At a time when Sweden needs Ankara’s support to join the military alliance, protests against Turkey and Sweden’s application to join NATO, which included the burning of a copy of the Koran, drastically escalated tensions with Turkey.
“We denounce the heinous assault on our holy book in the strongest terms possible. It is utterly unacceptable to sanction this anti-Islamic act, which attacks Muslims and denigrates our cherished ideals, in the name of free speech “According to the Turkish Foreign Ministry.
Its statement was issued after an anti-immigrant politician from the far-right fringe burned a copy of the Koran near the Turkish Embassy. The Turkish ministry urged Sweden to take necessary actions against the perpetrators and invited all countries to take concrete steps against Islamophobia.
A separate protest took place in the city supporting Kurds and against Sweden’s bid to join NATO. A group of pro-Turkish demonstrators also held a rally outside the embassy. All three events had police permits.
Swedish Foreign Minister Tobias Billstrom said that Islamophobic provocations were appalling.
“Sweden has a far-reaching freedom of expression, but it does not imply that the Swedish Government, or myself, support the opinions expressed,” Billstrom said on Twitter.
The Koran-burning was carried out by Rasmus Paludan, leader of Danish far-right political party Hard Line. Paludan, who also has Swedish citizenship, has held a number of demonstrations in the past where he has burned the Koran.
Paludan could not immediately be reached by email for a comment. In the permit he obtained from police, it says his protest was held against Islam and what it called Turkish President Tayyip Erdogan’s attempt to influence freedom of expression in Sweden.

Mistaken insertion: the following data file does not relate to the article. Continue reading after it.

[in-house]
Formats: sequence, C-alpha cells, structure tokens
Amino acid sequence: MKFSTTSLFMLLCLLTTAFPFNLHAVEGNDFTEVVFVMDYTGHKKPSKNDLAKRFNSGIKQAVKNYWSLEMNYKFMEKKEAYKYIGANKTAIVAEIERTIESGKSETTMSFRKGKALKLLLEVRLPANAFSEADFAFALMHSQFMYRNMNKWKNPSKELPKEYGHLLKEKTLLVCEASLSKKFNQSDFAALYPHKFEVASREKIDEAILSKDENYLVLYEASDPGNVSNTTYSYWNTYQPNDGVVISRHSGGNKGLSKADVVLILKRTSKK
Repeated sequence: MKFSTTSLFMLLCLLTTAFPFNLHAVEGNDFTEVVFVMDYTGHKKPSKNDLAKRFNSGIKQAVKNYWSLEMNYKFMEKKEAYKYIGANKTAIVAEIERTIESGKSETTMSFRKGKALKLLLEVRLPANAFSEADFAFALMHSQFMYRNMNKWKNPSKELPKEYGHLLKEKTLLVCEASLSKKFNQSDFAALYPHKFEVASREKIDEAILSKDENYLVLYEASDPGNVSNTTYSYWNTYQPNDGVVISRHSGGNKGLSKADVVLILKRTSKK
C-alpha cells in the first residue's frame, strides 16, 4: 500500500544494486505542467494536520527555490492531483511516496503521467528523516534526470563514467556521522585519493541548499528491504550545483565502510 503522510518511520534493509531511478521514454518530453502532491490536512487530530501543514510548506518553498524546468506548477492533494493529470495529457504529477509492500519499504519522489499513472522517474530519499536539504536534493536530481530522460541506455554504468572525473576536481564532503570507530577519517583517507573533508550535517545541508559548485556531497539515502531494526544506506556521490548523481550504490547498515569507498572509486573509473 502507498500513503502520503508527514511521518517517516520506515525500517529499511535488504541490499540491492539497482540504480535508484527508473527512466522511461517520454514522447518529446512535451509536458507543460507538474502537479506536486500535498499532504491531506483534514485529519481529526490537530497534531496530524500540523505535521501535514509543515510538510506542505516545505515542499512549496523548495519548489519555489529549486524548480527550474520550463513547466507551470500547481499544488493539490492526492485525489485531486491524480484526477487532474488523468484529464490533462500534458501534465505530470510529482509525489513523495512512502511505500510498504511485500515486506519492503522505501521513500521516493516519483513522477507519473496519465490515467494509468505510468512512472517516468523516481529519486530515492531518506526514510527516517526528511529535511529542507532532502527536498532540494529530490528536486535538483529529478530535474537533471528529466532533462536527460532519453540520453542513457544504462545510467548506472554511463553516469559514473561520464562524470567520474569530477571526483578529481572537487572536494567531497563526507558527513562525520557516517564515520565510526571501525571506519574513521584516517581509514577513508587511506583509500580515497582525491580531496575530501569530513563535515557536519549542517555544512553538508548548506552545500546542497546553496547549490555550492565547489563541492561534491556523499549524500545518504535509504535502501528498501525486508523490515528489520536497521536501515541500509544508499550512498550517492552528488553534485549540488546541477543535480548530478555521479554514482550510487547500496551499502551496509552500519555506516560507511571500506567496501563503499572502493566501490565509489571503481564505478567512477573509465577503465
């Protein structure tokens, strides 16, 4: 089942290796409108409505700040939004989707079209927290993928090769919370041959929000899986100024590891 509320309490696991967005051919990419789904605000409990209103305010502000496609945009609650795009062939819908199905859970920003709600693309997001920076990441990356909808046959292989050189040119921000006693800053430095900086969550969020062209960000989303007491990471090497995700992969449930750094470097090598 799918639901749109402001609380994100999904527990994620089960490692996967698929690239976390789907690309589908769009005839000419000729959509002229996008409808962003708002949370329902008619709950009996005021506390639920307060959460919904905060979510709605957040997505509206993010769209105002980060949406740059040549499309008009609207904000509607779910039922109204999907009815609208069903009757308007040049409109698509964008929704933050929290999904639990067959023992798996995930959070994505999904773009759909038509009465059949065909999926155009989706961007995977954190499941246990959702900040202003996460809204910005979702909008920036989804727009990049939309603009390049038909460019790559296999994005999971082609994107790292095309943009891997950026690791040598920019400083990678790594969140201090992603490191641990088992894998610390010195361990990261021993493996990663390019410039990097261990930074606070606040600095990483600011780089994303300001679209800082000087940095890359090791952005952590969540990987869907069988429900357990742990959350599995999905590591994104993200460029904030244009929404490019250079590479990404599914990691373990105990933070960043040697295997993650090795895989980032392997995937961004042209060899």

Several Arab countries including Saudi Arabia, Jordan and Kuwait denounced the Koran-burning. “Saudi Arabia calls for spreading the values of dialogue, tolerance, and coexistence, and rejects hatred and extremism,” the Saudi Foreign Ministry said in a statement.
Sweden and Finland applied last year to join NATO following Russia’s invasion of Ukraine but all 30 member states must approve their bids. Turkey has said Sweden in particular must first take a clearer stance against what it sees as terrorists, mainly Kurdish militants and a group it blames for a 2016 coup attempt.
At the demonstration to protest Sweden’s NATO bid and to show support for Kurds, speakers stood in front of a large red banner reading “We are all PKK”, referring to the Kurdistan Workers Party that is outlawed in Turkey, Sweden, and the United States among other countries, and addressed several hundred pro-Kurdish and left-wing supporters.
“We will continue our opposition to the Swedish NATO application,” Thomas Pettersson, spokesperson for Alliance Against NATO and one of organizers of the demonstration, told Reuters.